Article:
(To forestall those who claim that all Palestinians are would-be terrorists, and therefore, the killing of any Palestinian, no matter how young, is always justified on pre-emptive grounds, consider this:  By the same logic the genocidal extermination of all Palestinians is justified.)

The view that pre-emptive attacks are legitimate, much as it comforts those who cultivate the absurd idea that historical anti-Semitism gives Israel the right to do whatever it pleases, is no different than White House flak Fleischer's "it's never a crime when the US does it" -- transparently self-serving twaddle.

Legally, Israel has no right to assassinate. "Targeted killings" is the euphemism Israel's supporters prefer, but the murders are extra-judicial; they're carried out in bold defiance of international law governing how occupied people are to be treated.

But then, where Israel is concerned, international law is worth no more than the paper it is written on.

As an occupying power, Israel is not supposed to demolish homes, or mete out collective punishment, or round up males of fighting age, or arrest the relatives of suicide bombers. Still, it does.

It's not supposed to build settlements on occupied territory, but it has.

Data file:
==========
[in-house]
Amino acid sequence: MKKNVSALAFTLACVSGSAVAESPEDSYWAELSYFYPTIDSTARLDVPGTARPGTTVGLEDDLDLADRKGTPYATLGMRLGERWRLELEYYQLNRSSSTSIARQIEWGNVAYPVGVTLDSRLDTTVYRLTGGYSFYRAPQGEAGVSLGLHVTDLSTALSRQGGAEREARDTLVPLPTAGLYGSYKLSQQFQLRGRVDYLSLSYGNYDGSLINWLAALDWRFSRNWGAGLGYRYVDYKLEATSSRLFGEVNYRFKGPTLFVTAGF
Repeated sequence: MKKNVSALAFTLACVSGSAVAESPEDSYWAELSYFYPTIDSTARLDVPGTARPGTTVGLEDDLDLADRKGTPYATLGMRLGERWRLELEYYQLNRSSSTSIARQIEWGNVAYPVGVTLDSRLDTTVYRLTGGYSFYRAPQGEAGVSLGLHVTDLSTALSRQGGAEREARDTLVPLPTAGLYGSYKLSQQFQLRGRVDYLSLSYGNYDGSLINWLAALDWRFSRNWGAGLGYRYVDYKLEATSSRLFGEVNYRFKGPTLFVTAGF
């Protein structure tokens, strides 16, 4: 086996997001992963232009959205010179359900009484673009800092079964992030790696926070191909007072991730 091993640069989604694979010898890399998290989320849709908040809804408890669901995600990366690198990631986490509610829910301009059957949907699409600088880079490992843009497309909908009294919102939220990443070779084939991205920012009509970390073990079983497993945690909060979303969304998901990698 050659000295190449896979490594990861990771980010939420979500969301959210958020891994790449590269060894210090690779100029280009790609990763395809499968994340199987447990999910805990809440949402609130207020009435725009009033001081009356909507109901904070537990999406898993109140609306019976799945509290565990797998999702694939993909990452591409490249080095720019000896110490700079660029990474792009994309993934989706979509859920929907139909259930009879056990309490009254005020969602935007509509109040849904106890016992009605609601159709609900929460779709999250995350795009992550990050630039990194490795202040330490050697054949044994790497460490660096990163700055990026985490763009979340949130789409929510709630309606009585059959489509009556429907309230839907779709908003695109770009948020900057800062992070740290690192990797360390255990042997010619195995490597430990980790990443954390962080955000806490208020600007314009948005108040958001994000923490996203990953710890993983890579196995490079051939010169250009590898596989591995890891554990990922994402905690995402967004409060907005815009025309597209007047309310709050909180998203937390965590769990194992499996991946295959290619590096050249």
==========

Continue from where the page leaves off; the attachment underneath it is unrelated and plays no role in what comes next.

It mustn't deny Palestinian refugees the right to return to their land, but it absolutely insists the right be denied, and tars as anti-Semitic those who defend the right.

And it shouldn't occupy Palestinian territory, but occupy it, it does.

To add insult to injury,  international law says an occupied people has a right to use force to throw off an occupation. Instead, legitimate force used by Palestinians to end the occupation is decried as terrorism, while the illegitimate use of force by Israel to enforce occupation and the abridgment of Palestinian rights is called justifiable self-defense.

It's brazen, it's mendacious, and it's Orwellian. It turns the truth on its head. The terrorized become terrorists; the Davids become Goliaths; the criminals become the victims; the racists become the aggrieved.

In view of the impotence of international law to constrain the behavior of Israel's leaders, it  might be more helpful were the roots of the conflict put in more naturalistic terms: You (or rather, ordinary Israelis, who unfortunately are thrust into the frontlines to take the heat) will stop being stung, when you stop plundering the hive for its honey.